Court-martial set in shooting death of Lance Corporal who was ‘born to be a Marine’

Lance Cpl. Austin Brian Schwenk was killed on Oct. 18, 2023 at Camp Lejeune. Cpl. Jesse Thomas Bopp’s trial is scheduled for November.
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Marine Lance Cpl. Austin Brian Schwenk
Lance Cpl. Austin Brian Schwenk was shot and killed at Camp Lejeune on Oct. 18, 2023. (Photo courtesy of Brunner Sanden Deitrick Funeral Home & Cremation Center in Ohio)

Lance Cpl. Austin Brian Schwenk was born on the Marine Corps’ largest base, Camp Lejeune, North Carolina.

“He was born a Marine,” said his father Robert Brian Schwenk Jr., who served in the Marines from 2002 to 2006. Austin followed his father into the Marines, graduating from boot camp at Marine Corps Recruit Depot Parris Island, South Carolina in 2022.

In October, Lance Cpl. Schwenk was shot and killed at Camp Lejeune in an incident the Marines have released few details on.

Another Marine, Corporal Jesse Thomas Bopp, is set to face a general court-martial, the Marines confirmed this week. Bopp faces charges of murder, involuntary manslaughter, and violation of a lawful order in connection with Schwenk’s death.

Bopp’s court-martial is scheduled to take place between November 4th and 18th at Camp Lejeune, according to the 2nd Marine Division. He is being held beyond the end of his current contract in pretrial confinment in the Marine Corps Installations – East Regional Brig at Camp Lejeune.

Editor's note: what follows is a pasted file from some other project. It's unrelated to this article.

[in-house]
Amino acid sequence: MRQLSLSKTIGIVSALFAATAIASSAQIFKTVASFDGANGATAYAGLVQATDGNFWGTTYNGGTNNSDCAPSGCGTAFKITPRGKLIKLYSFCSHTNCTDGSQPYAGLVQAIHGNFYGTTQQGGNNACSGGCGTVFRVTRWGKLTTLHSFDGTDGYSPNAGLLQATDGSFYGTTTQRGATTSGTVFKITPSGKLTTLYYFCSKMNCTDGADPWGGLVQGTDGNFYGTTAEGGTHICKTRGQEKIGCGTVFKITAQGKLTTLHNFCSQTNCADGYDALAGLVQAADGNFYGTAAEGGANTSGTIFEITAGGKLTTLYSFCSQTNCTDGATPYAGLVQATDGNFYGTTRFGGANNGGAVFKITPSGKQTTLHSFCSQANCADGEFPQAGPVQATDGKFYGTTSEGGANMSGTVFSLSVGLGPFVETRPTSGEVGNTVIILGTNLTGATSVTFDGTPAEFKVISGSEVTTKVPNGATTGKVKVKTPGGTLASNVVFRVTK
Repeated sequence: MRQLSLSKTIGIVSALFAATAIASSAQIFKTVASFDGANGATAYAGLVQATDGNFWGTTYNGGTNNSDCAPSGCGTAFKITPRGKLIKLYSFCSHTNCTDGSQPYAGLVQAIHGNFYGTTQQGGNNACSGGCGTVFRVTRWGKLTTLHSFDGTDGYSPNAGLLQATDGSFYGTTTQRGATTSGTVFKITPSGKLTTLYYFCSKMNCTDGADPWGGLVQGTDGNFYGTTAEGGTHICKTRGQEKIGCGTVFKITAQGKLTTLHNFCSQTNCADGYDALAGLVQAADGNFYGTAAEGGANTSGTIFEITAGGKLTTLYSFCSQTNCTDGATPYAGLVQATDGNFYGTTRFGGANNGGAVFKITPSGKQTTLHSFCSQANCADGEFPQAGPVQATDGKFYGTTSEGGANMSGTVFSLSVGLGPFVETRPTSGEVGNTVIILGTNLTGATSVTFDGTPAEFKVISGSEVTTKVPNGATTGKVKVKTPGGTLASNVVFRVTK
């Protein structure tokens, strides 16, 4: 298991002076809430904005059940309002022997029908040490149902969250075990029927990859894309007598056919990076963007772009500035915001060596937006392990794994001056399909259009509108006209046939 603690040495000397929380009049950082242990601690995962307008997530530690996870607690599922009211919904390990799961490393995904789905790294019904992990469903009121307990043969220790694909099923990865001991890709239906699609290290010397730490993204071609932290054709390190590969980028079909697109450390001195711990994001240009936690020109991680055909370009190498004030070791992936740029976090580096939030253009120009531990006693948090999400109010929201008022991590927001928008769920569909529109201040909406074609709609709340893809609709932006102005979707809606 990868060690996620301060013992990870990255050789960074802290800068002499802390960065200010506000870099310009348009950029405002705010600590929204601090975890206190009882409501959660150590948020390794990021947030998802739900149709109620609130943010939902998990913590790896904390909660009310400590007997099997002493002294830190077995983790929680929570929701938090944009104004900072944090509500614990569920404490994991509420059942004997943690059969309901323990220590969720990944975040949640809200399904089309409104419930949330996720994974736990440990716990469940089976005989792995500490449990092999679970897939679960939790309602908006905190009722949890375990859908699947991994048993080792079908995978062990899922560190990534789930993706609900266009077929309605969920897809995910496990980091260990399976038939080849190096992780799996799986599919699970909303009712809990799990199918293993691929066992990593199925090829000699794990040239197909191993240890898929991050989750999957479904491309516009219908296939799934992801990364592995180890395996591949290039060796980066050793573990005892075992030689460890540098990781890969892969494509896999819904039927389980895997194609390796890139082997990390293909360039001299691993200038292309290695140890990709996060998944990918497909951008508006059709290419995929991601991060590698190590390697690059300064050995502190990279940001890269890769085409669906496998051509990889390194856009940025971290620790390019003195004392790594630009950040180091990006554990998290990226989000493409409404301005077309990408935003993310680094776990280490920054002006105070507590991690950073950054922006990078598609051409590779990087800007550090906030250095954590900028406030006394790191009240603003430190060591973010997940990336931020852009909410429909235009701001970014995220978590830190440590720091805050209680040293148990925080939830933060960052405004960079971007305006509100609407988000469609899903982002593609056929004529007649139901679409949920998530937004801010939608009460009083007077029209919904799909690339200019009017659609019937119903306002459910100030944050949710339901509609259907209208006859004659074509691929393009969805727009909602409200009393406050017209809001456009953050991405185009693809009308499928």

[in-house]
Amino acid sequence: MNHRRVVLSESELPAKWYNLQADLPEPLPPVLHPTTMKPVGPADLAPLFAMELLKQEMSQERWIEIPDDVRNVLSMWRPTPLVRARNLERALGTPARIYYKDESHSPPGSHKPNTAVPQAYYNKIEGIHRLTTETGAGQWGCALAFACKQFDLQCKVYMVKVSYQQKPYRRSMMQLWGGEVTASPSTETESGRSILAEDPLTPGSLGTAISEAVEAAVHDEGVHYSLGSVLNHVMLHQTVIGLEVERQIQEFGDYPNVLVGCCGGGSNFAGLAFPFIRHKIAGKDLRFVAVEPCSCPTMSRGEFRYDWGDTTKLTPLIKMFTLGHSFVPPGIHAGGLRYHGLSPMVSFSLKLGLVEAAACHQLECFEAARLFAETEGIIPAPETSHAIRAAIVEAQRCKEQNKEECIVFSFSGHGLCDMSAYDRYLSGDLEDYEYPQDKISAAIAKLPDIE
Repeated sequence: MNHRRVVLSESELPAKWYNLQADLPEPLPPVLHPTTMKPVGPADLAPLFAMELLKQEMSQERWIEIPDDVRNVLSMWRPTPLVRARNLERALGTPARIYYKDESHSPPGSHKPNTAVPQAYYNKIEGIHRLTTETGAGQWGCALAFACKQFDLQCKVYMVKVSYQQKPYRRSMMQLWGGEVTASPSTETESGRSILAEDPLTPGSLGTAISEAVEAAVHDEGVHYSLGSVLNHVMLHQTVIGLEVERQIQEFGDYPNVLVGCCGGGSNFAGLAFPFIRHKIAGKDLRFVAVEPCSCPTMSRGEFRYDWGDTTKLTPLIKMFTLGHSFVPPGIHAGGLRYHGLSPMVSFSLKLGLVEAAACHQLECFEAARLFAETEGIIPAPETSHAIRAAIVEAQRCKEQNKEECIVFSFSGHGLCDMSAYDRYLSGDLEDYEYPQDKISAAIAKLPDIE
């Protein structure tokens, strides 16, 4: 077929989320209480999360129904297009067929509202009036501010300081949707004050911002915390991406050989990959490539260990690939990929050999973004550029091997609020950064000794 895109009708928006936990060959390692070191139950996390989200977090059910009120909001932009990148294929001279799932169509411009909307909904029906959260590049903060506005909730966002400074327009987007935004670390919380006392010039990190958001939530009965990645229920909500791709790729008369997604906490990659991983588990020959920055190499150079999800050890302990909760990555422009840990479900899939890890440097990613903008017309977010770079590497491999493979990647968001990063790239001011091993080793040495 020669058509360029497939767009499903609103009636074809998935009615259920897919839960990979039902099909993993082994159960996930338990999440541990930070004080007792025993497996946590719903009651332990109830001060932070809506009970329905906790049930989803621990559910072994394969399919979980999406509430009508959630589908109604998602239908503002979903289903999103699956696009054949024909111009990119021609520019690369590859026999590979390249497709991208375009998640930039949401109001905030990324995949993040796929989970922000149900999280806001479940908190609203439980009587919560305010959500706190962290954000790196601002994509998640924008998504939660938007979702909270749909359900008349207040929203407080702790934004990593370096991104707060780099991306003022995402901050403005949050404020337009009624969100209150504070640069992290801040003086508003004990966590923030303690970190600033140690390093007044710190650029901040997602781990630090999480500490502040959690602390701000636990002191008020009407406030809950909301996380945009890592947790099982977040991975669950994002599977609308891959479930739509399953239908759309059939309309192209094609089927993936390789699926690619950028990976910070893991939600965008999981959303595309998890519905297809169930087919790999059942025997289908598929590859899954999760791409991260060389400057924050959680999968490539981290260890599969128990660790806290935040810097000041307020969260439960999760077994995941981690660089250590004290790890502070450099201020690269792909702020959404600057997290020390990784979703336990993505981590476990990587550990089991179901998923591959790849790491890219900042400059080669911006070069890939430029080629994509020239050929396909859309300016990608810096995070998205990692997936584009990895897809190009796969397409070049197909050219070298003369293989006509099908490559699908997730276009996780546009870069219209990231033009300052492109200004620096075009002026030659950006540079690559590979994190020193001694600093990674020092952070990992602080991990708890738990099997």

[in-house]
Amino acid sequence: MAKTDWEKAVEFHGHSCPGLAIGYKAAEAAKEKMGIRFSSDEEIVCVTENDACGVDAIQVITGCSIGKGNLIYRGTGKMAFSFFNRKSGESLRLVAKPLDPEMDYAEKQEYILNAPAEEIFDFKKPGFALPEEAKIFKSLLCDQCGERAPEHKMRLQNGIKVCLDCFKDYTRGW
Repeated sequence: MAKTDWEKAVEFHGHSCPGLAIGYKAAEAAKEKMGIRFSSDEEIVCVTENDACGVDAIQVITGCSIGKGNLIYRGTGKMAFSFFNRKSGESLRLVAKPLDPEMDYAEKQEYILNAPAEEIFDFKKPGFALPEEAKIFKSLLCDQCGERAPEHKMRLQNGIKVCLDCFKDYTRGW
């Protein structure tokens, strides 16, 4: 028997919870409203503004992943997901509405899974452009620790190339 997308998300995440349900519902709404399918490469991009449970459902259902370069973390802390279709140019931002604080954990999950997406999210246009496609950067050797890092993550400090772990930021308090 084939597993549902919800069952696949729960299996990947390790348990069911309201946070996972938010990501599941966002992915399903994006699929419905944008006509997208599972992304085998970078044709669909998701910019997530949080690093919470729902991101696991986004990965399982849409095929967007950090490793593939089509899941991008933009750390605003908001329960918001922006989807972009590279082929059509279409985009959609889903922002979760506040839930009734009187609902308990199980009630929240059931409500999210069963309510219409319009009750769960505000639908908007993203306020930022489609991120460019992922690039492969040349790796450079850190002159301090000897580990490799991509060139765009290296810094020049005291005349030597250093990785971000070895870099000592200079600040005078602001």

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Marine Corps Times first reported that Bopp would be court-martialed for the death of Schwenk, 19, who was shot on Oct. 18, 2023 in a barracks at Camp Lejeune.

Prosecutors have accused Bopp of killing Schwenk with a firearm, according to his charge sheet, which was provided to Task & Purpose.  Bopp is also accused of “wrongfully, possessing, carrying, displaying, firing, and discharging a weapon aboard Marine Corps Base Camp Lejeune.” 

The charge sheet does not include any further information about the circumstances of Schwenk’s death.

General courts-martial are reserved for the most serious offenses under the military’s justice system. The maximum penalty that Bopp could face if he is convicted of the murder charge would be a death sentence. He could also face prison time if convicted of murder or manslaughter ranging from 10 years to life imprisonment.

Task & Purpose was unable to reach Bopp’s defense attorney on Friday.

After enlisting in the Marine Corps in January 2019, Bopp completed recruit training in San Diego. His military awards include the National Defense Service Medal, Global War on Terrorism Service Medal, Marine Corps Good Conduct Medal, Certificate of Commendation, and Sea Service Deployment Ribbon.

Both Bopp and Schwenk were assigned to 2nd Battalion, 6th Marines at the time of the shooting.

Schwenk’s father, who shares the same middle name as his son, declined to discuss the circumstances of his son’s death to preserve the integrity of the upcoming trial.

He described his son as someone whose light shone into anyone who was around him.
“He could make anyone smile,” Robert Brian Schwenk Jr. said. “At 19 years old he would still run around with his little 8-year-old sister acting like a kid, playing hide and seek and making sure that he showed her the love of a big brother.”

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